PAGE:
Nigeria has an enormous problem with electronic waste. An estimated half a million tonnes of discarded appliances are processed by the country annually—either by being buried in the ground, pulled apart for the valuable materials, or burned. To put that in perspective, Nigeria processes the equivalent of one hundred million iPhones every single year—enough to stretch from New York to Lagos, Nigeria’s capital, almost two times over.**
Each of the currently used disposal methods is extremely hazardous. Buried materials release their toxic chemicals into soils or the ocean for decades, while burning electronic goods releases those same poisons into the atmosphere. Up to 100,000 people in the country reportedly spend their lives picking through e-waste by hand to collect and dismantle electronic products, frequently contracting skin or breathing problems and suffering from shortened life expectancies.
Unsurprisingly, the country is heavily invested in finding a solution. And with the support of the United Nations and the World Bank-funded Global Environment Facility, it may have found a way to turn the threat of poorly managed electronic waste into an economic opportunity.
Fifteen million dollars have been set aside for a ‘self-sustaining circular economy approach’ to waste, in which the Nigerian government will work with the private sector and civil society to create new recycling and disposal systems. Little information exists about what these systems will look like, but the consortium stresses that e-waste collectors and recyclers will also be given opportunities to improve their livelihoods.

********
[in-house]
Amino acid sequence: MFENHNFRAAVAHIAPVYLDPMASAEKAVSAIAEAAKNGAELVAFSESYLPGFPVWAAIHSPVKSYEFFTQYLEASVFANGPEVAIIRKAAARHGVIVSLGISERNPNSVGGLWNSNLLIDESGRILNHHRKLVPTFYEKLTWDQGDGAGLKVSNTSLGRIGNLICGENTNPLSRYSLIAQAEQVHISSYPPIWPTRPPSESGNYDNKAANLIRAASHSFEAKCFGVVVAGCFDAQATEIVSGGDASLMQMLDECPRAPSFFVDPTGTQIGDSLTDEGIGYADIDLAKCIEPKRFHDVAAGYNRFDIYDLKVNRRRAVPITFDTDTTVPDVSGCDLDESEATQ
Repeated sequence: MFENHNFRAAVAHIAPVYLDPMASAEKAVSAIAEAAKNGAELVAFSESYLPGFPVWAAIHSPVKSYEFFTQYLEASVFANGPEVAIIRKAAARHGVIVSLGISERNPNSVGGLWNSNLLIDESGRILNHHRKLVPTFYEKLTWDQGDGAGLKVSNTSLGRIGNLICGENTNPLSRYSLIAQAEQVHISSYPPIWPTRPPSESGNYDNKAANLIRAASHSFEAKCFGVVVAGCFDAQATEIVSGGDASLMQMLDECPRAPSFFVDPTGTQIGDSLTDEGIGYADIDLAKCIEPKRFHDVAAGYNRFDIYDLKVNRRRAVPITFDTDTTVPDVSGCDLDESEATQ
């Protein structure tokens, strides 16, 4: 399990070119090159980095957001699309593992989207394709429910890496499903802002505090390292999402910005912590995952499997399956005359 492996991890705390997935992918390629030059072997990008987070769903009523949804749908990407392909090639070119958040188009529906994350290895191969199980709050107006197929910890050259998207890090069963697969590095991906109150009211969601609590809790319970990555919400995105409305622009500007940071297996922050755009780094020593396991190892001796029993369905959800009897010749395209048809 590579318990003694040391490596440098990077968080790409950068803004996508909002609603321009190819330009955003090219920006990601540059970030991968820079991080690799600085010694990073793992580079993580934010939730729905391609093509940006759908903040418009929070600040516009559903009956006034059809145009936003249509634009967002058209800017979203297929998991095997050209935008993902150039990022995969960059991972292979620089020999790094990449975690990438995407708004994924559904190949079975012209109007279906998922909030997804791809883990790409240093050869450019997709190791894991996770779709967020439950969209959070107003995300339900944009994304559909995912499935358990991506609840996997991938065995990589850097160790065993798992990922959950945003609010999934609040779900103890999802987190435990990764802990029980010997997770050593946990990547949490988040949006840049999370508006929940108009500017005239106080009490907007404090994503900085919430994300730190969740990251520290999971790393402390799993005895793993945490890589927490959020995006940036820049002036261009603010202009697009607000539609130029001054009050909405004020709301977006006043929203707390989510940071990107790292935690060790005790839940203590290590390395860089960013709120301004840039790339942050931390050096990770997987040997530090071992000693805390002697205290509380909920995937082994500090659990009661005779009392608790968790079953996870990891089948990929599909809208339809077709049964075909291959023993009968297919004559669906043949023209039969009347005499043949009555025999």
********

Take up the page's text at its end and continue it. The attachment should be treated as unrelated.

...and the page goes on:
The UN also stresses that the prevalence of valuable materials such as platinum, cobalt and rare earth elements in e-waste means that a tonne of the waste contains “100 times more gold” than a tonne of gold ore. “A safe and efficient recycling industry has the potential to be big business,” it adds.
At the launch of the programme, Nigeria’s Environment Minister Ibukun Odusote said e-waste posed a “grave danger” to the environment and human health in the country.
“This intervention by Global Environment Facility aims to stimulate the development of a sustainable circular economy for electronic products in Nigeria,” she said, adding the new programme will also support one of Nigeria’s key initiatives to ensure producers take responsibility for the whole lifecycle of their products.
The project will be led by Nigeria’s National Environmental Standards and Regulations Enforcement Agency (NESREA) and will share best practices in order to inspire other countries across the continent to set up practical circular electronics schemes.
** To explain the maths:
Half a million tonnes = 500 million kilograms. 500 million x 0.2 = 100 million.
Put next to each other, 100 million iPhones would stretch for 15,000,000 m, or 15,000 km. The distance from New York to Lagos is 8,467 km.